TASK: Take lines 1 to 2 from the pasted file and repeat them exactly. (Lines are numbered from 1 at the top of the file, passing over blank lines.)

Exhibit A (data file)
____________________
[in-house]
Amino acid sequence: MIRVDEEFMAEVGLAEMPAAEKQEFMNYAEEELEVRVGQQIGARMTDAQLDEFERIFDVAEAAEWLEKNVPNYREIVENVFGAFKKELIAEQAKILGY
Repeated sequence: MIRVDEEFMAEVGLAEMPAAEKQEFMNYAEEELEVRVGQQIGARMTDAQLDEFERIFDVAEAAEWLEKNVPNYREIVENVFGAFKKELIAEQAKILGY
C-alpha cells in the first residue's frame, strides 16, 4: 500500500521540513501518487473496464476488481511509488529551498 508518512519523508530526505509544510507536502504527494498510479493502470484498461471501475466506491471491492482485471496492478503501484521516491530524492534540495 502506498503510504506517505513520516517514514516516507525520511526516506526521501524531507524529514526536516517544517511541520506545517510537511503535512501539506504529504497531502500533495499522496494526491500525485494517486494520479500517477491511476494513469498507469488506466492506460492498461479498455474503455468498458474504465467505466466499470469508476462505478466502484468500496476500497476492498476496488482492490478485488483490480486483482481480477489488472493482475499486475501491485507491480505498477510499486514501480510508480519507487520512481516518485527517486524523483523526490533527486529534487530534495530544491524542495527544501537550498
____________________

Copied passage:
[in-house]
Amino acid sequence: MIRVDEEFMAEVGLAEMPAAEKQEFMNYAEEELEVRVGQQIGARMTDAQLDEFERIFDVAEAAEWLEKNVPNYREIVENVFGAFKKELIAEQAKILGY